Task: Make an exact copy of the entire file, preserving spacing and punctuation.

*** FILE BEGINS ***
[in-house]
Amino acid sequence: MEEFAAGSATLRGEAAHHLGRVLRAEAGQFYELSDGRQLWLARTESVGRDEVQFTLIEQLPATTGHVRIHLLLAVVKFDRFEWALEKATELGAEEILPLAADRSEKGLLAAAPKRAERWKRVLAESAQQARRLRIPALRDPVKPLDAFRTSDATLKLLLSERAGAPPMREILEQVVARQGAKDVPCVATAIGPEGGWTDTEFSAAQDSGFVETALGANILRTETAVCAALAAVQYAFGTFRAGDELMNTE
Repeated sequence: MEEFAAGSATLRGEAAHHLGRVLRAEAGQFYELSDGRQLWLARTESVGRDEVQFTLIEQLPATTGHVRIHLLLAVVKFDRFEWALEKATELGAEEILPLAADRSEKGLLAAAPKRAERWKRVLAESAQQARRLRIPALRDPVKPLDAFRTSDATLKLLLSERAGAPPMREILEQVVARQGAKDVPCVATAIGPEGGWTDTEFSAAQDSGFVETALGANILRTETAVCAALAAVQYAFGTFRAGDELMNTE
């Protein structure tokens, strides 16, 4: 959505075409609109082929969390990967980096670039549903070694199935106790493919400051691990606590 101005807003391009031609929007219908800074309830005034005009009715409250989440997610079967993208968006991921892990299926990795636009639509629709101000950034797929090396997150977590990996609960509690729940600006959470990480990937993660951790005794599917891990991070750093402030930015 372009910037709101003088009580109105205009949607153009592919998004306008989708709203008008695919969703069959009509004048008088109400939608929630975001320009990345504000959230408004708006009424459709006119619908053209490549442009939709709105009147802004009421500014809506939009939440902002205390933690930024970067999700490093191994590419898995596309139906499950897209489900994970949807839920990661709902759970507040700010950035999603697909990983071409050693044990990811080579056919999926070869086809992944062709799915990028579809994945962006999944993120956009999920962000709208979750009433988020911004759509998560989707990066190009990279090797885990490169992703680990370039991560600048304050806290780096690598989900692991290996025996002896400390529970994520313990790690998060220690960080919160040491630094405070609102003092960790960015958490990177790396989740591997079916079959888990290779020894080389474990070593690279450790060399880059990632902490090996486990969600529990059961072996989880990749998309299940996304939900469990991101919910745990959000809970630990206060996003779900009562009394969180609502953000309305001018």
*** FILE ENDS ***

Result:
[in-house]
Amino acid sequence: MEEFAAGSATLRGEAAHHLGRVLRAEAGQFYELSDGRQLWLARTESVGRDEVQFTLIEQLPATTGHVRIHLLLAVVKFDRFEWALEKATELGAEEILPLAADRSEKGLLAAAPKRAERWKRVLAESAQQARRLRIPALRDPVKPLDAFRTSDATLKLLLSERAGAPPMREILEQVVARQGAKDVPCVATAIGPEGGWTDTEFSAAQDSGFVETALGANILRTETAVCAALAAVQYAFGTFRAGDELMNTE
Repeated sequence: MEEFAAGSATLRGEAAHHLGRVLRAEAGQFYELSDGRQLWLARTESVGRDEVQFTLIEQLPATTGHVRIHLLLAVVKFDRFEWALEKATELGAEEILPLAADRSEKGLLAAAPKRAERWKRVLAESAQQARRLRIPALRDPVKPLDAFRTSDATLKLLLSERAGAPPMREILEQVVARQGAKDVPCVATAIGPEGGWTDTEFSAAQDSGFVETALGANILRTETAVCAALAAVQYAFGTFRAGDELMNTE
């Protein structure tokens, strides 16, 4: 959505075409609109082929969390990967980096670039549903070694199935106790493919400051691990606590 101005807003391009031609929007219908800074309830005034005009009715409250989440997610079967993208968006991921892990299926990795636009639509629709101000950034797929090396997150977590990996609960509690729940600006959470990480990937993660951790005794599917891990991070750093402030930015 372009910037709101003088009580109105205009949607153009592919998004306008989708709203008008695919969703069959009509004048008088109400939608929630975001320009990345504000959230408004708006009424459709006119619908053209490549442009939709709105009147802004009421500014809506939009939440902002205390933690930024970067999700490093191994590419898995596309139906499950897209489900994970949807839920990661709902759970507040700010950035999603697909990983071409050693044990990811080579056919999926070869086809992944062709799915990028579809994945962006999944993120956009999920962000709208979750009433988020911004759509998560989707990066190009990279090797885990490169992703680990370039991560600048304050806290780096690598989900692991290996025996002896400390529970994520313990790690998060220690960080919160040491630094405070609102003092960790960015958490990177790396989740591997079916079959888990290779020894080389474990070593690279450790060399880059990632902490090996486990969600529990059961072996989880990749998309299940996304939900469990991101919910745990959000809970630990206060996003779900009562009394969180609502953000309305001018």